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Automechanika Frankfurt: Collision Talk Looks to the Future

Autosphere » Mechanical » Automechanika Frankfurt: Collision Talk Looks to the Future
A special Collision Talk panel discussion took place at Automechanika Frankfurt on September 16. (L-R) Michel Malik, Pierre Nicolau, Ron Olsson et Osvaldo Bergaglio (missing from picture, Robert Snook sitting far right). Photo Symach

Panel discussion focused on welding and ADAS practices, training, equipment, and specialization

During this year’s Automechanika Frankfurt Expo, a special Collision Talk panel discussion was hosted on September 16. The event, emceed by Michel Malik, publisher of Body Shop News, brought together some leading minds from the global collision repair sector to discuss innovations that are shaping the future of the industry.

The panel discussion featured Pierre Nicolau, President & CEO of Celette; Ron Olsson, President & CEO of Pro Spot International; Osvaldo Bergaglio, CEO of Symach; and Robert Snook, President of MG Cannon, a major UK-based multi-shop operator (MSO).

Changes in welding technology

The first topic of discussion centred around innovation in welding technology. Ron Olsson, noted that given the proliferation in the types of different substrates used in modern vehicles, the way in which repairs are conducted has changed significantly. Olson noted that when it comes to welding, the emphasis is on using equipment that is smarter, more efficient, and easier to use. Welding algorithms and documentation are absolutely essential to ensure repairs are performed correctly and the vehicle is returned to true pre-crash condition.

Because vehicle technology is changing so fast and OEMs can introduce multiple updates and changes both to the vehicle and repair procedures during the course of a year, it’s important that today’s welding equipment can receive updates and information on new repair procedures, via WiFi technology that’s built right into it.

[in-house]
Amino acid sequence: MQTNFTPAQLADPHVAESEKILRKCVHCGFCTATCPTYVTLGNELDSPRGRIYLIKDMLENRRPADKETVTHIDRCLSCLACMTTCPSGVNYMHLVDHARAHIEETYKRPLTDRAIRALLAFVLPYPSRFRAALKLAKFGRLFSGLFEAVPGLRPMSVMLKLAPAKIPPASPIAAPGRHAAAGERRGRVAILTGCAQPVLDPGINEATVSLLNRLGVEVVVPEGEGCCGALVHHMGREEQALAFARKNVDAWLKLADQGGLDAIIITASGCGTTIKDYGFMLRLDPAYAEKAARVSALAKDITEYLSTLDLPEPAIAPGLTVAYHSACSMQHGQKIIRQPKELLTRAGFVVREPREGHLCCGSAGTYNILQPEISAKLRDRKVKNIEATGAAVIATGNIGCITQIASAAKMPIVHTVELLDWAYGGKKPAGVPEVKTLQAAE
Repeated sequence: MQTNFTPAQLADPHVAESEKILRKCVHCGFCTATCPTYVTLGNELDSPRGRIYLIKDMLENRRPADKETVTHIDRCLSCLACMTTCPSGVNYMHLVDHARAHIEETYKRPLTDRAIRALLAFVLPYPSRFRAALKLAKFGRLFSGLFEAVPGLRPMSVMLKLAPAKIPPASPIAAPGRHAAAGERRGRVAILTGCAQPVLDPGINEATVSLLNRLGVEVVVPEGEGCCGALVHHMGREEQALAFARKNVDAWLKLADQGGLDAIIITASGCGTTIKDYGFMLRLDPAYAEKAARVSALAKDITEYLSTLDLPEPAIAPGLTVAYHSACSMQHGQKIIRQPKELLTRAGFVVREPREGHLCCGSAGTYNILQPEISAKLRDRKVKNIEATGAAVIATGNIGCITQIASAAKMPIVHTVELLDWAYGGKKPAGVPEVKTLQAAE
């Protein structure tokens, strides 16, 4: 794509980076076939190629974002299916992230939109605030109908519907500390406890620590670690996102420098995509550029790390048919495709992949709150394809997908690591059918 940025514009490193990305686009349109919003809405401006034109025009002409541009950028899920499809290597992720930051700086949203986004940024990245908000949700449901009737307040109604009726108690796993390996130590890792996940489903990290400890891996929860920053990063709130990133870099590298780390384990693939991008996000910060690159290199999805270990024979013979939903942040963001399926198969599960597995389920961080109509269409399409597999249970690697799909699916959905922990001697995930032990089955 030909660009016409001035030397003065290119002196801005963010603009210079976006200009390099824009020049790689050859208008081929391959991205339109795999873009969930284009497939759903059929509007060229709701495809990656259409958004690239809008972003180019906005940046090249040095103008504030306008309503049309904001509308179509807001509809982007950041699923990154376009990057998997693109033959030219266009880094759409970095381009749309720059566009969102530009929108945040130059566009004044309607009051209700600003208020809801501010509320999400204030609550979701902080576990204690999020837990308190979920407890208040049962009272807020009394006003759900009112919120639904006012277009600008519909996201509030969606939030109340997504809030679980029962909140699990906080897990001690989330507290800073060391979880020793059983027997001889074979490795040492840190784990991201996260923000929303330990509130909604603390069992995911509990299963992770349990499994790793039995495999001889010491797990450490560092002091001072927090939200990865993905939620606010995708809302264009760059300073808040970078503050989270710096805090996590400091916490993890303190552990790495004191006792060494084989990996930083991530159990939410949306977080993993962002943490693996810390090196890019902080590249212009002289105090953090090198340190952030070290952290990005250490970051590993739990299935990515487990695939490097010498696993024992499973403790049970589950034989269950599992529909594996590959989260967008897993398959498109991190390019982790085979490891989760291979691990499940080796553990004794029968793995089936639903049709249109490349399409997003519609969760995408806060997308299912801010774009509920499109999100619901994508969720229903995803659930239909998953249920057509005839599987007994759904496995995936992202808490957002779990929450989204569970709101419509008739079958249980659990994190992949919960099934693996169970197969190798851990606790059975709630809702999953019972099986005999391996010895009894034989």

The logging and tracking of information and the ability to access it is therefore an essential and integral part of modern welding practices within the collision shop environment.

Energy conservation

Energy costs are another prime consideration for collision centres today and in Europe, skyrocketing electricity and gas costs have the industry looking for ways to conserve energy usage. Osvaldo Bergaglio; said that having solid, repeatable processes are key to making energy savings work on a sustainable and consistent level. On the drying side, for example, Bergaglio noted that for a process such as UV drying, which can reduce the curing time of the paint finish, it is essential to have a process in place, otherwise, the shop can’t realize the true benefits of employing this technology.

Advanced Driver Assist System (ADAS) calibration is becoming an increasingly important part of the modern collision repair process, yet as Robert Snook explained, many collision centres aren’t properly equipped to perform it properly. “We’re just starting to see the first 360-calibration requirements,” Snook stated, but in most cases, he said shops don’t often have the space to perform them. “You need a 15 x 9 m area that’s well-lit and with a flat floor.” He noted that many current collision facilities operate in 8 x 4 m spaces, and particularly in large city centres where space is at a premium, performing ADAS calibrations is going to prove challenging.

Snook said that many shops are trying to get around this issue by creating a calibration space at the front of the shop, in the main thoroughfare of the shop, because in most cases, they’re just performing front-facing radar calibrations. With 360-degree calibrations increasingly required, more space is needed and most shops simply can’t afford to have a vehicle blocking the gangway for nine hours while calibrations are performed.